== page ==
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Johnson-Brown, undeterred, ended up at the Harlem Hospital School of Nursing instead, and graduated in 1950, taking a job at the Philadelphia Veterans Administration hospital. When she was soon promoted to head nurse, a young white staff nurse who had been there longer was upset. “I’ve come out of Harlem, I’ve been taught well…Even though I’m not the head nurse, I work like I am…and get the job done. That’s what it’s all about – to take care of patients,” Johnson-Brown said in a video biography made by Visionary Project. The white nurse complained to Johnson-Brown that she did not deserve a promotion. “I didn’t make me the head nurse,” she told the white woman, urging her to take it up with the senior staff. Instead, the woman stopped.
Hazel Winnifred Johnson was one of seven children, born in 1927 in West Chester, Pennsylvania. The family soon moved to nearby Malvern, where Hazel spent most of her childhood working on the family farm. His father grew tomatoes for Campbell’s tomato soup. “My father has seven children. He didn’t have to hire anybody,” he recalls. But his horizons were much broader than the farm. “I wanted to travel and I wanted to see things,” Johnson-Brown said of his desire to join the military.
To realize his dream of seeing the world and at the insistence of his superiors, Johnson-Brown joined the U.S. Army. in 1955, when the effects of racism and segregation were still being felt. In 1948, President Truman desegregated the Armed Forces when he signed Executive Order 9981, which stated, “there shall be equality of treatment and opportunity for all persons in the armed forces without regard to race, color, religion, or national origin.” Truman knew signing the language into law was not enough; he also established an advisory committee to actually implement the changes, to which there was great opposition among the military.
According to Johnson-Brown, the racism she experienced was subtle. It was things like his superiors trying to get him up to speed through performance appraisals, and protecting his competency ratings so he wouldn’t question them. (He has been warned about this particular behavior, and will no doubt insist on being shown his ratings in every review, demanding they be raised when he knows his performance is close to perfect.)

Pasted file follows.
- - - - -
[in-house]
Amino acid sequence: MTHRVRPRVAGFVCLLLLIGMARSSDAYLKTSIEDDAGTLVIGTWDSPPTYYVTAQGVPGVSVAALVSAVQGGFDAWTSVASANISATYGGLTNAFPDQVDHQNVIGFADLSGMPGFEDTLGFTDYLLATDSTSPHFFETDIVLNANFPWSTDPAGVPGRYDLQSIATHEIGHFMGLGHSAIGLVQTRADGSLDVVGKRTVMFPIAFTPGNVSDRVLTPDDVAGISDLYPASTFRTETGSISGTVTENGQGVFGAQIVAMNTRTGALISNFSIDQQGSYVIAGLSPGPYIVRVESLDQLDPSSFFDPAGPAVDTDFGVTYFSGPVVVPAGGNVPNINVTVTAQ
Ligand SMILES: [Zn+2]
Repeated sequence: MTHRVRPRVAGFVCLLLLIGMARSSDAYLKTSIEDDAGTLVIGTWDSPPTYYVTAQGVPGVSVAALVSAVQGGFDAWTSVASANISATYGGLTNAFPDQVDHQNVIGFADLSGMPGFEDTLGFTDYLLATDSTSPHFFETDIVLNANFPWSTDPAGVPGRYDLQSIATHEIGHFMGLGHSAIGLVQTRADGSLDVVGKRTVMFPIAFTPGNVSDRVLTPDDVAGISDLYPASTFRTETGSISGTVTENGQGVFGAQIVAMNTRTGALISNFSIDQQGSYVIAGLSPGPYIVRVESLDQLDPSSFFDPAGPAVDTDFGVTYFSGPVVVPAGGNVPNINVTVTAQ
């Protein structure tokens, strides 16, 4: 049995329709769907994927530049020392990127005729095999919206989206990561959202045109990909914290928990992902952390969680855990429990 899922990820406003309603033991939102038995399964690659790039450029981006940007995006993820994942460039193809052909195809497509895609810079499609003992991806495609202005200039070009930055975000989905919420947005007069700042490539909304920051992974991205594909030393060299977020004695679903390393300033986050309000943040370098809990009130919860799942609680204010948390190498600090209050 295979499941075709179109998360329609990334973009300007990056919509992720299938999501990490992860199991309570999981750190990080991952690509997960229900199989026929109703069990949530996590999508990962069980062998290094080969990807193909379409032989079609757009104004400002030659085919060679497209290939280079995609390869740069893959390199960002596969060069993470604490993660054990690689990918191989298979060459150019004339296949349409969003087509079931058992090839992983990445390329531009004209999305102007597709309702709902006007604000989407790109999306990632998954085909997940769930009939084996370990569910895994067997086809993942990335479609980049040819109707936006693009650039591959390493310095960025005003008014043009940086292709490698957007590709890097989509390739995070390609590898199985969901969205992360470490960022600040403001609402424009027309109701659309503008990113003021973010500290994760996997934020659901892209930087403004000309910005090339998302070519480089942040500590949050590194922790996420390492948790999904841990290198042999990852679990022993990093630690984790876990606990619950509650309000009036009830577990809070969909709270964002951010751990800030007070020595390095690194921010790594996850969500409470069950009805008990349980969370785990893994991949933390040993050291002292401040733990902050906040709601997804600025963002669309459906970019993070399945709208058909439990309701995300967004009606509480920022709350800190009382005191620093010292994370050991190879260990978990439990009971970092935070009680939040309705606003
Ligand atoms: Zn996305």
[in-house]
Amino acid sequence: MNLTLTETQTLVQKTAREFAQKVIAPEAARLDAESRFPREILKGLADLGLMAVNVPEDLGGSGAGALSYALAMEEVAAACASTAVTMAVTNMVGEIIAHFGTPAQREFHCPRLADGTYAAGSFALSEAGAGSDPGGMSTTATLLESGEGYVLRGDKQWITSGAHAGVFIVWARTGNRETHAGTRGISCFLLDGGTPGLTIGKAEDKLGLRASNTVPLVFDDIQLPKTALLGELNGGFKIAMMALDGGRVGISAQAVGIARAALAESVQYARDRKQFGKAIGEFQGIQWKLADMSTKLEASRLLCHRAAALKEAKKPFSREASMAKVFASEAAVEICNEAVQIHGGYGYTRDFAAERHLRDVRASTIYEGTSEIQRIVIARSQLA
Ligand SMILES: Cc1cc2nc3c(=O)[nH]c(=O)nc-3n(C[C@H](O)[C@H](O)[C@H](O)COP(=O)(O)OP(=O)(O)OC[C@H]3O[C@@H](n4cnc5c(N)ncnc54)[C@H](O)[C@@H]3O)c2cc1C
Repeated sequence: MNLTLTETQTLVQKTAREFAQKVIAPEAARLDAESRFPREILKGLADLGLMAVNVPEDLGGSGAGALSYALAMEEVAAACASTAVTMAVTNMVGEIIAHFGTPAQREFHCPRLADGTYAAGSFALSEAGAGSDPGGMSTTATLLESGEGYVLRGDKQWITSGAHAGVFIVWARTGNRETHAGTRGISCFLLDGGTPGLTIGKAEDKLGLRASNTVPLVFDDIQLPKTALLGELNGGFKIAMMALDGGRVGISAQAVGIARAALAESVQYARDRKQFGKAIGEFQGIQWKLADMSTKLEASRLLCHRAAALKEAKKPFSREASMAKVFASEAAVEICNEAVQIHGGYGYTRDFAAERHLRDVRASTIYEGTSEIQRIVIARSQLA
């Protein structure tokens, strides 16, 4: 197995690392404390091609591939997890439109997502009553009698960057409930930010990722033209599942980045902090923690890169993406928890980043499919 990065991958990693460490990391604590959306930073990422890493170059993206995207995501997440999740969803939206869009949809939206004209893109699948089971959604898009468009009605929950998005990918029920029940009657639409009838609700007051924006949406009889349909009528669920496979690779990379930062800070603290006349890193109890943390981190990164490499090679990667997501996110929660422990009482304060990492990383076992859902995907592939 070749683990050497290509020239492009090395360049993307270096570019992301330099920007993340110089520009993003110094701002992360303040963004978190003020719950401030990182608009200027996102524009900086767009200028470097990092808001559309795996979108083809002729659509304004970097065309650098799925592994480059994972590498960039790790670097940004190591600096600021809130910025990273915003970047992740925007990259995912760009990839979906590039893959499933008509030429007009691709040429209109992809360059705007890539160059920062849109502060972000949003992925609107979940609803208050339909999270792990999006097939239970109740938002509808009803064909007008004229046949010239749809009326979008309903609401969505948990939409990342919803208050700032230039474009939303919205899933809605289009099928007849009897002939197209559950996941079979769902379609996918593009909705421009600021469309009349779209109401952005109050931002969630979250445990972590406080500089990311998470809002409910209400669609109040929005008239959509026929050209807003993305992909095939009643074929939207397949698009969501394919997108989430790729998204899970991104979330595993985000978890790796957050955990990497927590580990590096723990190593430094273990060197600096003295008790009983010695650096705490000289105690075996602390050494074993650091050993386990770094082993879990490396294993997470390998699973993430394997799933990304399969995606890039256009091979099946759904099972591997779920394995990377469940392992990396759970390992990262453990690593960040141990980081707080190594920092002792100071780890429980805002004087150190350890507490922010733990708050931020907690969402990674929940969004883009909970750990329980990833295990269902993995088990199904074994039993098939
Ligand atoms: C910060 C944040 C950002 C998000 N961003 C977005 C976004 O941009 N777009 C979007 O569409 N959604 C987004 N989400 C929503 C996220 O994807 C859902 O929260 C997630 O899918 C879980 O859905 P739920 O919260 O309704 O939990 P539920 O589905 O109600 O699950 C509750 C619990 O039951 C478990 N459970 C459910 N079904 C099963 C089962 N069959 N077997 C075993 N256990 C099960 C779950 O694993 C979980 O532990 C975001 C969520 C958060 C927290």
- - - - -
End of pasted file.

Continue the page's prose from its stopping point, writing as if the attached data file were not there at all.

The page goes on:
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President Truman signed ‘National Freedom Day’ into law in 1948. The proclamation commemorated the anniversary of the passage of the 13th Amendment to the Constitution. (Bettmann/Getty Images)
Still, Johnson-Brown says she has a lot of support from colleagues she works closely with. She is one of the most trusted operating room nurses wherever she goes, her competence surpassing her race in most cases. Later, working in research and development, he reported that people were so problem-oriented that they cared more about the solutions their colleagues could offer than whether they were male or female or the color of their skin.
While in the military, Johnson-Brown found that the most offensive incidents of racism were seemingly indiscriminate encounters while shopping among civilians. At the time, African Americans were embarrassed to buy anything they tried on, thinking that they would pollute the clothes just by touching them. It was something Johnson-Brown refused to do. “You just do whatever and get away with it,” a friend of Johnson-Brown joked, after she challenged racist policies at a local movie theater and left a shoe store without buying a pair she tried on. “That’s because I’m not afraid,” Johnson-Brown replied. “I’m not afraid.”
“I challenged the whole system,” he continued in the interview, “because I thought, this is stupid. Here we are fighting for your life, stupid, and you want to tell me that if I put my foot in a shoe or my hand in a glove must I buy her? Give me a break. Since when did I poison her by touching her? If that happens, you should be dead, because when you were a baby I probably took care of you.
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She later earned a bachelor’s degree in nursing from Villanova in 1959, a master’s degree from Columbia University Teachers College in 1963, and a doctorate in educational administration from Catholic University in 1978.
But Johnson-Brown identifies first and foremost as a patient advocate. She worked at Walter Reed, primarily in open heart surgery and neurosurgery cases, eventually becoming head of the Nursing Institute within the hospital. She worked overseas in Korea and Japan, and trained surgical nurses to Vietnam. In 1977, Brown became the highest-ranking black woman